I filed my I-140 and I-485 concurrently in the EB2 category. Since the I-485 has been pending for more than 180 days, can I use the AC-21 rule to change employer since my I-140 has been approved?
Answer #8 – AC21 provides that an adjustment of status applicant who has an I-485 application pending for 180 days or longer is able to continue with the green card process even after s/he has changed employers, as long as the new job is in the same or a similar job classification. Specifically, AC21 permits an individual to transfer, or “port”, his or her green card process to a different employer if (1) the new job is the “same or similar”, (2) Form I-140 has been approved or is approvable when filed concurrently with Form I-485, and (3) Form I-485 has been pending for at least 180 days.
Question #9 – H1B Nonimmigrant Visa
I have some questions about my current H1-B case extension. My employer has applied for my H1-B extension through the Vermont center. The case was sent to USCIS via Federal Express on 06/21/2015. We haven’t yet received the receipt notice and now want to now upgrade to premium processing. How long does it normally take them to send a receipt notice? Is there any way to get the receipt notice by contacting the USCIS?
Answer #9 – Receipts normally take anywhere from one-two weeks to arrive in the mail after the case is accepted for processing by the USCIS. The USCIS sends receipt/approval notices through the United States Postal Service (USPS) and does not provide tracking information for receipt/approval notices. Speak with your employer to determine if the USCIS filing fee checks have been cashed, if so, normally the receipt number is listed on the back of the deposited checks. I have heard that the USCIS has changed the process of depositing checks and now utilize an electronic method that does not provide the receipt number on the back of the check. If this is the case, your employer and/or authorized representative (i.e., Attorney) should contact the USCIS via the customer service 800 number or by mail with documentation to show that the package was in fact delivered and the checks that were cashed for a receipt notice to be issued.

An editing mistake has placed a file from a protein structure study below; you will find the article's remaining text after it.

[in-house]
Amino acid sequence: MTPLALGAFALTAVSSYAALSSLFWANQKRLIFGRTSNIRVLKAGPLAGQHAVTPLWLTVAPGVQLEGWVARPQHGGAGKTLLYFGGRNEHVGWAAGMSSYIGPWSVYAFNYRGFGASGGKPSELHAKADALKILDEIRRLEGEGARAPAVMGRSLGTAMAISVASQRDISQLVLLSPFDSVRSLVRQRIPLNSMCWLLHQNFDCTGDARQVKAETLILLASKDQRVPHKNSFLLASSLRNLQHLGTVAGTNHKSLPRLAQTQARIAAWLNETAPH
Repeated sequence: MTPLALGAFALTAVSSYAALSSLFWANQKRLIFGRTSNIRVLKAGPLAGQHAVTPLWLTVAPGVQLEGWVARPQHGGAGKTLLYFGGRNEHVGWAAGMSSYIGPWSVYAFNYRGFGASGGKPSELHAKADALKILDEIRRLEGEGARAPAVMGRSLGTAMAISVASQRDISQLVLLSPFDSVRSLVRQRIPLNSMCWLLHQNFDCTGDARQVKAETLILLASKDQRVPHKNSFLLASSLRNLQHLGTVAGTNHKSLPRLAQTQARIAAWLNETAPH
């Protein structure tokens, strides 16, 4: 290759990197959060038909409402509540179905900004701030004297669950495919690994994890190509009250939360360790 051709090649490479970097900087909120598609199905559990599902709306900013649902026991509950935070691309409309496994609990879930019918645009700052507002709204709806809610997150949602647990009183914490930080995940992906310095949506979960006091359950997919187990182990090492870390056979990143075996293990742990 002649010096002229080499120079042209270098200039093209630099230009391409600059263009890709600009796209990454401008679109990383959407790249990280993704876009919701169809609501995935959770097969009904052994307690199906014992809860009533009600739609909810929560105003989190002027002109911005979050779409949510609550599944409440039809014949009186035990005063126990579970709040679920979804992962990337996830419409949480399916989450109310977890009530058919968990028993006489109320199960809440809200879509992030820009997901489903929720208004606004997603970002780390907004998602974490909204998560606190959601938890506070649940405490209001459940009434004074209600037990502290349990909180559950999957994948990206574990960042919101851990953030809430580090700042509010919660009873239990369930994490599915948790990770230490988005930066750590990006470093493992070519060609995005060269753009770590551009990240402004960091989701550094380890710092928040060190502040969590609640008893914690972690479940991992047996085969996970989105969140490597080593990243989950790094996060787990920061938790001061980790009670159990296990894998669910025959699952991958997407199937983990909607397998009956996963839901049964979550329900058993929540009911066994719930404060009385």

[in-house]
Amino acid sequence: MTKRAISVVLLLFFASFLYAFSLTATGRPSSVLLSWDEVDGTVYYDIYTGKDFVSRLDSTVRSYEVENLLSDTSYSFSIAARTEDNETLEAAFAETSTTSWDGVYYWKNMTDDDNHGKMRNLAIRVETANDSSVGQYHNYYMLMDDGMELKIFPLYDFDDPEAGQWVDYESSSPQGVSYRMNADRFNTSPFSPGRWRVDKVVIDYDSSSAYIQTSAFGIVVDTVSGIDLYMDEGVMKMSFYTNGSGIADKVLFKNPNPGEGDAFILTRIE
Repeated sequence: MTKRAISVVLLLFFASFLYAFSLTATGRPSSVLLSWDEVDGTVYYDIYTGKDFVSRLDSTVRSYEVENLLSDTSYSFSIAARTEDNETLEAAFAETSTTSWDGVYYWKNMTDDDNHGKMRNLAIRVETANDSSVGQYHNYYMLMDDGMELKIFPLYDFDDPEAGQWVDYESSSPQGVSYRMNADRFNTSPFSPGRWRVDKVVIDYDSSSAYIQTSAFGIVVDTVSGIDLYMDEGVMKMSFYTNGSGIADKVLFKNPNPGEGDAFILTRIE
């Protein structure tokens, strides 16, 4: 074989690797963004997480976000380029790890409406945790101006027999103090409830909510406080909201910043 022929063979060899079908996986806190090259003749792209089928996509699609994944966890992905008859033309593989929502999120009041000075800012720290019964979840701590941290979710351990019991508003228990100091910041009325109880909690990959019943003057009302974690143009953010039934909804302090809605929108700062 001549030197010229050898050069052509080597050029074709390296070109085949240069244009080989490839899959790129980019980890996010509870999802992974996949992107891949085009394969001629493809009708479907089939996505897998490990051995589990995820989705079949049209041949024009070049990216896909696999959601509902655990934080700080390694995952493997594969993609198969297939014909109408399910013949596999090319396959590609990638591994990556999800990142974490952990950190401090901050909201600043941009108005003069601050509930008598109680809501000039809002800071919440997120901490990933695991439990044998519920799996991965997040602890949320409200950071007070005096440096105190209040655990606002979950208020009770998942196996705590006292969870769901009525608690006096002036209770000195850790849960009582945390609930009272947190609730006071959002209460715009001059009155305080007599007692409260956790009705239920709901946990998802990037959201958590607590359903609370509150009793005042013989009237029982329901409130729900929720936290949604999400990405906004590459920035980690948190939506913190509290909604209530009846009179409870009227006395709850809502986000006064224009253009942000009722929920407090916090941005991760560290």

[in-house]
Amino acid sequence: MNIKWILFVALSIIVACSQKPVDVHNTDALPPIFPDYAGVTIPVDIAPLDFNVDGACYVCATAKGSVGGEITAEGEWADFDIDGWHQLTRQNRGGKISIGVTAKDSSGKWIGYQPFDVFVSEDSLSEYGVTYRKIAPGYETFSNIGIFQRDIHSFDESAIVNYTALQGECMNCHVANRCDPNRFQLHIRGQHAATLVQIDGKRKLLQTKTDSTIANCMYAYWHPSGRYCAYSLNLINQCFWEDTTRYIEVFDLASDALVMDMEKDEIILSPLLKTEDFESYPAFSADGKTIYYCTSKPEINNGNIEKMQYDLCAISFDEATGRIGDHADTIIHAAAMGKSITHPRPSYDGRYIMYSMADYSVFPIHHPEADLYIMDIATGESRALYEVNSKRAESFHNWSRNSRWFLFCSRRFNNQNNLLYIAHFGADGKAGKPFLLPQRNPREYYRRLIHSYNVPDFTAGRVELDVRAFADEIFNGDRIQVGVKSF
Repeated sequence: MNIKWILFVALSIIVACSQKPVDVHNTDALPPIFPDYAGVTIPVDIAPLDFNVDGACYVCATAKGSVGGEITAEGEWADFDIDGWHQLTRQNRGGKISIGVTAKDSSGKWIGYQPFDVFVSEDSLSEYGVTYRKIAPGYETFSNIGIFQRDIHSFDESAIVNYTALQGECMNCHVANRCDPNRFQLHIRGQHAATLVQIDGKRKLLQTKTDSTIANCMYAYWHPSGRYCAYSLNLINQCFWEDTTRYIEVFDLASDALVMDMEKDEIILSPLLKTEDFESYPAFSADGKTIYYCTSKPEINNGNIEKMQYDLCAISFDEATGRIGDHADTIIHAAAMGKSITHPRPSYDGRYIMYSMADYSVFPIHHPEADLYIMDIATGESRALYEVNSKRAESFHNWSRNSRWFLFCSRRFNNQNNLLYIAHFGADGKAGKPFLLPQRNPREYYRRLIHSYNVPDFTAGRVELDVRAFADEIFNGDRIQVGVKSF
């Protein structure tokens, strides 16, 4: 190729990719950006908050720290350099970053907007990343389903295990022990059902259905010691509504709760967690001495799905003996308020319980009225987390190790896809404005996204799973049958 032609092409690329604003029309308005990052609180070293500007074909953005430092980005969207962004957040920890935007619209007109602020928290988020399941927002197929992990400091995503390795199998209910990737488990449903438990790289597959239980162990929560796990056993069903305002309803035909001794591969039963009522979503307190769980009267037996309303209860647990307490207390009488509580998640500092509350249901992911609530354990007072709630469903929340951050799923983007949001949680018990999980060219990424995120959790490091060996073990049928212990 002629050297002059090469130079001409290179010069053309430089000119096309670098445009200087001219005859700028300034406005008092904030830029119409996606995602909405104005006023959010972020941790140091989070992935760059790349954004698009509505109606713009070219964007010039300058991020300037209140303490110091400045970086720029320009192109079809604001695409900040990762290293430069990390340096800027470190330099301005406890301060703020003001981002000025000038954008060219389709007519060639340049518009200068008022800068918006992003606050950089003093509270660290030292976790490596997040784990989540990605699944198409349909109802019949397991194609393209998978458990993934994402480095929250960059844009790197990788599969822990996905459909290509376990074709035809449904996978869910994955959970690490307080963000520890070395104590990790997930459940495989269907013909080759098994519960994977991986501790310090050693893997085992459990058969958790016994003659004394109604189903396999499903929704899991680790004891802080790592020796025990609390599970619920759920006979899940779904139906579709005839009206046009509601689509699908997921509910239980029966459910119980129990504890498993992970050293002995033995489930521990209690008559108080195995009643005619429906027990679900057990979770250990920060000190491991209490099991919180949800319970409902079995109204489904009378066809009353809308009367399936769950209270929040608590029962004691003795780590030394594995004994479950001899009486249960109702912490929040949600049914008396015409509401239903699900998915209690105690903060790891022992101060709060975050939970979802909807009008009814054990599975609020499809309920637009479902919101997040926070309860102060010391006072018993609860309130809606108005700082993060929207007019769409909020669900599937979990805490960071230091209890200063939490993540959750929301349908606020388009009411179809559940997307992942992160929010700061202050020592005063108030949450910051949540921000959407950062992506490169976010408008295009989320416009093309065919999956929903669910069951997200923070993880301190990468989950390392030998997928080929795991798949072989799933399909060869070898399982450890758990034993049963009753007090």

Question #10 – Employment Based Immigration – Green Card
After recruitment has been completed, but before submitting ETA Form 9089, our company’s name was changed after we merged with another company. Does the company name used in the recruitment efforts have to match the company name used on ETA Form 9089?
Answer #10 – In its Frequently Asked Questions, the Department of Labor has provided the following concerning this issue: The employer must conduct recruitment using its legal name at the time of the recruitment. However, an Application for Permanent Employment Certification (ETA Form 9089) must be filed in the name of the employer’s legal name at the time of submission. If a merger, acquisition, or any other corporate change in ownership occurs between the time of recruitment and the time of submission, resulting in a disparity between the employer’s name shown on the advertising used to recruit for a job opportunity and the employer’s name on the submitted ETA Form 9089, the employer must be prepared to provide documentation — in the event of an audit — proving that it is the successor in interest, a determination made based on the totality of the circumstances, including whether the current employer has assumed the assets and liabilities of the former entity with respect to the job opportunity.
MVP Law Group would like to thank everyone who contributed a question or comment.
Our next “Immigration Q & A Forum” is scheduled for Friday, April 28, 2017!
Please remember to submit your questions/comments on our H1B Visa Lawyer blog!